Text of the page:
In her book, Culturally Responsive Teaching & the Brain, Zaretta Hammond tells the story of a teacher who asks a young, African-American student to take a seat. Instead, the student continues to sharpen his pencil. The teacher proceeds to send the student to the office for disobeying her. She goes on to reveal that the act of phrasing a command as a question is a trait specific to the white, middle class. I had no idea. I do this all the time! *Looking in mirror* Oh yeah, that makes sense. She also developed a protocol for checking unconscious bias, changing the narrative, and reconsider one's interpretation.
In order to continue to change the narrative and consider potentially biased interpretations, especially those that are unconscious, we can continue to challenge ourselves and our students to consider other perspectives.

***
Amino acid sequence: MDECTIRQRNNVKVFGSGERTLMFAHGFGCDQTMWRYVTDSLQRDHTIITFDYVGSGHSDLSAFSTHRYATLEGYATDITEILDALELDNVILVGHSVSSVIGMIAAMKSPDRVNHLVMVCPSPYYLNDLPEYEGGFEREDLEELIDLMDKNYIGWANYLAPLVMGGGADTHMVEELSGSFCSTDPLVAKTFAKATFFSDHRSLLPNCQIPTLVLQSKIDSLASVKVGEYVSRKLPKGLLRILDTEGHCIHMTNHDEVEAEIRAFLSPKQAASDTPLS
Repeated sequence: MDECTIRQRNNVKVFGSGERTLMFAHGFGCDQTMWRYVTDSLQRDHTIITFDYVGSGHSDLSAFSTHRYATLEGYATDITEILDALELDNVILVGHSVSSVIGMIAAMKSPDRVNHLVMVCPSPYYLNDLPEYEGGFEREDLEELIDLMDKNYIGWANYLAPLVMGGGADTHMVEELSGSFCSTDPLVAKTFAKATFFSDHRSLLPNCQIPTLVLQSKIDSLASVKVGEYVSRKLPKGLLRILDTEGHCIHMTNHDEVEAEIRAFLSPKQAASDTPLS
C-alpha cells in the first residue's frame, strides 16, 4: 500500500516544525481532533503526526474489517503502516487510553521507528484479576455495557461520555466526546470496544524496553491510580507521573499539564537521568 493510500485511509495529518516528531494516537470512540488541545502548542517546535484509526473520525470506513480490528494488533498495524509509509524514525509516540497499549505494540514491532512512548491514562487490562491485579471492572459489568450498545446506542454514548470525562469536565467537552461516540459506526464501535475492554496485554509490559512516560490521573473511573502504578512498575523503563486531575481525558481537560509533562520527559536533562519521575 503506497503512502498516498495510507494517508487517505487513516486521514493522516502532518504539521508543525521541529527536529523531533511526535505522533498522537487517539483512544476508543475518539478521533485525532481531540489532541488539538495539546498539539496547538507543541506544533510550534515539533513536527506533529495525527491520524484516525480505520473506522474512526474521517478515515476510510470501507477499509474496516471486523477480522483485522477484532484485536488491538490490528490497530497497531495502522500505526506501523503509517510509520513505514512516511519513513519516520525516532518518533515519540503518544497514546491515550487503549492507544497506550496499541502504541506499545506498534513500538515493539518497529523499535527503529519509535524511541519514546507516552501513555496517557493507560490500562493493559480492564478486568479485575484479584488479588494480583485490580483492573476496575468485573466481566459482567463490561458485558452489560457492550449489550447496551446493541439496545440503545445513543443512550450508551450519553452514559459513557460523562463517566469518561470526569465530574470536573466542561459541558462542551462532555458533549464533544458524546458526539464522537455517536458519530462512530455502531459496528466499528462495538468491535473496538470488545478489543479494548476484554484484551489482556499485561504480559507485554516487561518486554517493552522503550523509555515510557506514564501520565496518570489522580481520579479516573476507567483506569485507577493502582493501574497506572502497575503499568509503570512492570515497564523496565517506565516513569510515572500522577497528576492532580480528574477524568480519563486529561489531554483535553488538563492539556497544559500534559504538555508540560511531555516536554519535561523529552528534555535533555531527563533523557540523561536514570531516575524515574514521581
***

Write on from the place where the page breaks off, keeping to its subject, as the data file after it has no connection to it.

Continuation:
This Guide to Visual Thinking from Manuel Herrera (@manuelherrera33) and Sadie Lewis (@sadieclorinda) has an amazing template for empathy mapping (page 12). Students (or teachers) can use the template to draw, sketch, write, whatever from perspectives of other individuals, practice using book characters, or think about a certain job or role. These are a great way to enter into a space where we have a framework or way to practice thinking about how others are thinking or seeing.
Cornelius Minor, in his book We Got This, shares another template for Listening to Kids and one for Thinking About Kids that help teachers think, look, and listen differently than they might otherwise do on a regular basis. The templates help identify specific interests, issues, and characteristics that will benefit your learners.
Be sure to check out my suggestions for expanding your view of other cultures from my last blog post, Supporting Culturally Relevant Examples in the Classroom.